by Matt and Johana Copas
The Immaculate Conception refers to “Mary being enriched by God with gifts appropriate to such a role.” The angel Gabriel at the moment of the announcement salutes her as “full of grace”. Mary, “full of grace” through God, was redeemed at the moment of her Conception. Pope Pius IX proclaimed in 1854: The most Blessed Virgin Mary, was from the first moment of her conception, by a singular grace and privilege of almighty God. In view of the merits of Jesus Christ, the Savior of the human race, preserved exempt from all stain of original sin” (Ineffabilis Deus).
For us as members of the Catholic faith, the Immaculate Conception is not just any feast day that we celebrate, but it is a day that is essential to our faith. Because Mary was preserved from sin, she was prepared to be the mother of Jesus. Jesus' life, death, and resurrection have saved us from sin.
As we grow up we have each gone to our mothers (or in some situations auntie’s or grandma’s) for motherly love and support. They have provided advice, support, and comfort during difficult times. How much more during these times should we also go to our spiritual mother? Being free of original and actual sin the Blessed Virgin Mary was able to more closely unite herself to the Holy Spirit and listen to the guidance on how she is to live her life. Even though, Mother Mary was free from sin was not to say there weren’t difficulties throughout her life as shown in the devotion of the Seven Sorrows of Mary. The prophecy of Simeon, the flight into Egypt, losing Jesus in the Temple, and the Passion. During these moments, God was able to give Mary the grace to endure and draw closer to Him. Ultimately, completing the mission for her life and spending eternity in Heaven with Him.
As a family, we are constantly going to her during our times of trial. During the first year of marriage, numerous doctors had told us that we were going to have a difficult time conceiving due to our family's medical history. Some recommended IVF and other methods, contrary to the teachings of the Church. As we know others that have waited years to be blessed with a child and others that are still struggling, we were preparing for a long wait of what may never come. Through prayer to Mother Mary and many other saints, we have personal devotions; God blessed us with a child. During pregnancy, we struggled with not only distance with Matt being stationed in Guam, but as well as finding out that William had a 1 in 12 chance of having down syndrome. Compared to a normal 1 in 1,000. The doctors asked if we were “sure” we wanted to continue this pregnancy.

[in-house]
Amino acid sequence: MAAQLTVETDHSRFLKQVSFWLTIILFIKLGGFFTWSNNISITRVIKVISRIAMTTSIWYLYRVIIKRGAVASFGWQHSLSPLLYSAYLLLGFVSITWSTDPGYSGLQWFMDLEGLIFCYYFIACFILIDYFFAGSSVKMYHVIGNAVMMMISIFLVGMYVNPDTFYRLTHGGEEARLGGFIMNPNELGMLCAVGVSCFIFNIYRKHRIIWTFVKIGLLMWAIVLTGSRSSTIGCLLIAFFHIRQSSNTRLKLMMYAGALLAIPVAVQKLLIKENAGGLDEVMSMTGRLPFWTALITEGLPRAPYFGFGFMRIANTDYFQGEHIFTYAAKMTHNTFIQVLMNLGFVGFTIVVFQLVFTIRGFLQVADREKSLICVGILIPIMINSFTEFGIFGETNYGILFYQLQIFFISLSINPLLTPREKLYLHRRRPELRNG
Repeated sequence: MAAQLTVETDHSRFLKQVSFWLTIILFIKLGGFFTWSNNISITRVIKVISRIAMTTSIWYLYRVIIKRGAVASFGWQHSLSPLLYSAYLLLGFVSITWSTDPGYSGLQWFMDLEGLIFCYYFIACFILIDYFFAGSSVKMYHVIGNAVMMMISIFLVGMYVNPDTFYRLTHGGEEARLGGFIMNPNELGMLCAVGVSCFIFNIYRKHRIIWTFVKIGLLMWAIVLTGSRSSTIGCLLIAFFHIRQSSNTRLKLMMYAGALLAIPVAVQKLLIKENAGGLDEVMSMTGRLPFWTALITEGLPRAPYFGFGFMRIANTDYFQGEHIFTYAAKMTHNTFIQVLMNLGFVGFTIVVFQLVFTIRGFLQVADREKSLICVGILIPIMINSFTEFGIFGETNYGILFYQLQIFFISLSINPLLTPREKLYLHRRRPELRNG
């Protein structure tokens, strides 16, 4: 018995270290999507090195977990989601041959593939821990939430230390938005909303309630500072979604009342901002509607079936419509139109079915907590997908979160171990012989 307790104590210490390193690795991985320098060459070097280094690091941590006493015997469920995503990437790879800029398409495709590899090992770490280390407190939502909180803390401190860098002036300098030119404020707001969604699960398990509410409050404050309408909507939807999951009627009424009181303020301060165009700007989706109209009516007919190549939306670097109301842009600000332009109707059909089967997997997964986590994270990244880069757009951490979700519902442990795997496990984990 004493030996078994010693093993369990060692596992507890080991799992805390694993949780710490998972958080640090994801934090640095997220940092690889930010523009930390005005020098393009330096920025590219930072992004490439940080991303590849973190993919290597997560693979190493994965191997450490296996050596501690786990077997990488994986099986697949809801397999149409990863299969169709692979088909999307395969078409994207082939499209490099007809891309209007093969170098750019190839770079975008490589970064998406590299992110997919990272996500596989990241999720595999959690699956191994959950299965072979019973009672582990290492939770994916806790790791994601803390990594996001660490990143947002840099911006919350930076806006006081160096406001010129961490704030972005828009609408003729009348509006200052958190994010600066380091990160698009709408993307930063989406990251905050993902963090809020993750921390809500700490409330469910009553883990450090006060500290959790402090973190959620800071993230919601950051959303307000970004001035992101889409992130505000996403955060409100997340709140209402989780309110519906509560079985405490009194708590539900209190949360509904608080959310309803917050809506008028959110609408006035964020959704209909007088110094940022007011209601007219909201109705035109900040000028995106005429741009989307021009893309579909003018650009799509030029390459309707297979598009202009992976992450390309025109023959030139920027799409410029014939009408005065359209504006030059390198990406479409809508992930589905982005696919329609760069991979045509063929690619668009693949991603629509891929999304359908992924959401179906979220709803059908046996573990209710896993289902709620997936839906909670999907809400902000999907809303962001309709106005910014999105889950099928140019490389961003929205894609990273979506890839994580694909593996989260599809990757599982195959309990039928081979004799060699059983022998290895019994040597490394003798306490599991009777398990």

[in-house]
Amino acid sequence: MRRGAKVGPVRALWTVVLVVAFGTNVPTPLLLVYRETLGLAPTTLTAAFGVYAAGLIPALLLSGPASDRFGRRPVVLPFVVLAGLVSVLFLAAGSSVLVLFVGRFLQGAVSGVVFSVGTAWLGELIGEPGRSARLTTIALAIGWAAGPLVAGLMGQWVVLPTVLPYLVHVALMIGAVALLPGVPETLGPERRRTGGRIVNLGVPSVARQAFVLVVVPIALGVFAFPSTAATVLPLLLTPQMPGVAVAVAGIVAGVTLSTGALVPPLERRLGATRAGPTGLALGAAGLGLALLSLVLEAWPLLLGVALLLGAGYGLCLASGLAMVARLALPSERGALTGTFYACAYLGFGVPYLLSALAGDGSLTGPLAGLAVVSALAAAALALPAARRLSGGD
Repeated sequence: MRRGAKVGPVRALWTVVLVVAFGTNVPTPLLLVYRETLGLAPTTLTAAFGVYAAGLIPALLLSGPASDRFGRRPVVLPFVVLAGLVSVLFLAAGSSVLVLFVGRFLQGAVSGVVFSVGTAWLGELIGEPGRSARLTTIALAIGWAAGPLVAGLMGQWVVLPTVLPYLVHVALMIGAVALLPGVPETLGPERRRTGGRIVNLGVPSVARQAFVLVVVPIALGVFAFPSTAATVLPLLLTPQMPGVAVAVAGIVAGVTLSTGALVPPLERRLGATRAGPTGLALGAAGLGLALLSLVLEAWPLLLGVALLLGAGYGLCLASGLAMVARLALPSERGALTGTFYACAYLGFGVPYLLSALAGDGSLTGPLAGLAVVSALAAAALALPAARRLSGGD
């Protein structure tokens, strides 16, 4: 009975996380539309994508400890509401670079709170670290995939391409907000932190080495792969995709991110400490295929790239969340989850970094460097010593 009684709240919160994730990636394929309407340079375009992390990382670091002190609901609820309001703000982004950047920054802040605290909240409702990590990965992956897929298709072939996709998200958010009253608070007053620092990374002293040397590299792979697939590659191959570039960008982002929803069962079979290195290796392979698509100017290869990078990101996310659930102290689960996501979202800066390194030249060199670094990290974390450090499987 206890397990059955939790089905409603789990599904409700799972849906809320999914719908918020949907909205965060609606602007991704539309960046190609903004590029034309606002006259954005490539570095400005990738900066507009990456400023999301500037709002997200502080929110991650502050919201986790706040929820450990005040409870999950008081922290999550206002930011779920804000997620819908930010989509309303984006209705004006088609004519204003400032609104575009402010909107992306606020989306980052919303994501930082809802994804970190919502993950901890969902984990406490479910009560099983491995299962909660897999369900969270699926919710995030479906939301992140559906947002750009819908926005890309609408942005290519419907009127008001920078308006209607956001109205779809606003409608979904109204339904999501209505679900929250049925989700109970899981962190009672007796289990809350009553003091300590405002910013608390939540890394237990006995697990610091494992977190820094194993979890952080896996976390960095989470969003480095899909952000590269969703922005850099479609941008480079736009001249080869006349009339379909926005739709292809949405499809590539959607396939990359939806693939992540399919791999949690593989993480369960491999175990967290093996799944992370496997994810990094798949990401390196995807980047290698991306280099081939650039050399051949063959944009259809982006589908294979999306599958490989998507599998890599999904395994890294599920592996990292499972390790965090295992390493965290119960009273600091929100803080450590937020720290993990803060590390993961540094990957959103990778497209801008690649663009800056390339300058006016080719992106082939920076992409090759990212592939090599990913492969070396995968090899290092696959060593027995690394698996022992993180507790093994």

While we didn’t consider the option to terminate at 13 weeks, it was still a shock. But we knew in our hearts that no matter the outcome, we would love William no matter what. We continued in prayer, praying to Mama Mary and going to Adoration for peace and wisdom over our lives. Trusting that Mama Mary knew our fears of being first-time parents, and having a long-distance marriage, God would equip us with all the graces we would need to raise our family. We had to heavily rely on our faith.
As Catholics, we live in the world but are not of the world. This is our temporary home till we make it to heaven through the merit of our savior Jesus Christ and the intercession of the Blessed Virgin Mary. We should each reflect on the difficult moments in our own lives and how these are a grace from God to draw us closer to Him. Our ultimate goal is to reach Heaven and we should continually pray to the Queen of Heaven and Earth for the graces needed to persevere to the end as mentioned in the Memorare: